Battery research - SkaLiS project funded with 2.2 million euros
Powerful, compact, and affordable batteries are needed for the energy transition. Groups at the Helmholtz-Zentrum Berlin (HZB) led by Prof. Yan Lu, Dr. Ingo Manke, and Dr. Sebastian Risse are conducting this research. They are investigating and developing novel types of electrode materials based on sulphur and silicon. Risse is now also coordinating a large project involving teams from HZB as well as from the University of Potsdam near Berlin, the Technische Universität Berlin, the Technische Universität Dresden and the Fraunhofer Institute for Material and Beam Technology IWS Dresden.
The SkaLiS project will commence July 2021 and receive a total of 2.2 million euros in funding over the next three years from the German Federal Ministry of Education and Research (BMBF). SkaLiS stands for "Operando analysis-supported, trans-scale and scalable electrode design for increasing the performance of lithium-sulphur pouch cells".
The participating research groups in SkaLiS (FKZ: 03XP0398) intend to produce a lithium-sulphur (Li-S) demonstrator battery in pouch cell format whose cathode simultaneously exhibits structure at several scales. This approach should enable the Li-S battery to be considerably safer, offer longer service life, and higher performance than previous battery cells. For the assessment of industrial relevance, the consortium is supported by an industrial advisory board consisting of representatives from Airbus, Rolls-Royce, Wingcopter, Customcells and E-Lyte.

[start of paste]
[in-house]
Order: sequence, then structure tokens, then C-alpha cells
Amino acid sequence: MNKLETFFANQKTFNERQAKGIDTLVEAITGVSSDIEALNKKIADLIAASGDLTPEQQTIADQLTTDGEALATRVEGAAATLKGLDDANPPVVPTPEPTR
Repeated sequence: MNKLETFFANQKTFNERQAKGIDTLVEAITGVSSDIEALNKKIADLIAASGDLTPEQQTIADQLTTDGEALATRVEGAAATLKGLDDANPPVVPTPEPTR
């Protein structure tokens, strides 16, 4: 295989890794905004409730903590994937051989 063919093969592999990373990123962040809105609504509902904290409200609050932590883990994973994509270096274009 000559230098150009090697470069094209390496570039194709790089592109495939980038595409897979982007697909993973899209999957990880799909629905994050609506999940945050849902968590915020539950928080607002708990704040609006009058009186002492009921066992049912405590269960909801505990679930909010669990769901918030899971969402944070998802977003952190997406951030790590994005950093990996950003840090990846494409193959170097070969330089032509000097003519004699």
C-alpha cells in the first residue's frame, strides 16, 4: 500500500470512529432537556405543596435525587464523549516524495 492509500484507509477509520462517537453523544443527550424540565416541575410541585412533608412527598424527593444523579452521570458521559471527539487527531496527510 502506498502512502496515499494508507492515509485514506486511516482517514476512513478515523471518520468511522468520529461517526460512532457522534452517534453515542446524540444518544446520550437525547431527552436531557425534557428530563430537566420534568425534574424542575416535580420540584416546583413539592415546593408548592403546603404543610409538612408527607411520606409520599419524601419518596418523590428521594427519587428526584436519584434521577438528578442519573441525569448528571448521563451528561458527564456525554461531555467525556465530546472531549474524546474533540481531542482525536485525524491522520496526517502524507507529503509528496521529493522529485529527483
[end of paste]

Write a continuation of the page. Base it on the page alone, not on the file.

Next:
The HZB Institute for Electrochemical Energy Storage has already set up the appropriate infrastructure to accomplish this work. It is known as the Pouch-Cell Line – experimental batteries in flat pouches can be produced in the facility from raw materials in a few simple steps (see video clip).
In addition, the SkaLiS project will also make a six-figure investment in a new detector system for a small-angle X-ray instrument. It is currently being set up at the Berlin-Wannsee campus in Risse's electrochemistry group and is particularly suited for studying materials such as battery electrodes.
Prof. Yan Lu, head of the Institute, and her team of chemists produce the cathode material themselves. It consists of finely ground sulphur particles embedded in a carbon powder substrate that features specific porosities. After the experimental battery cell has been fabricated in Berlin and Dresden, the electrochemical performance, safety, and service life are analysed in detail by the research groups headed by Manke and Risse using operando methods. This allows immediate conclusions to be drawn about cell fabrication and cathode material synthesis, which are also important for industrial-scale applications.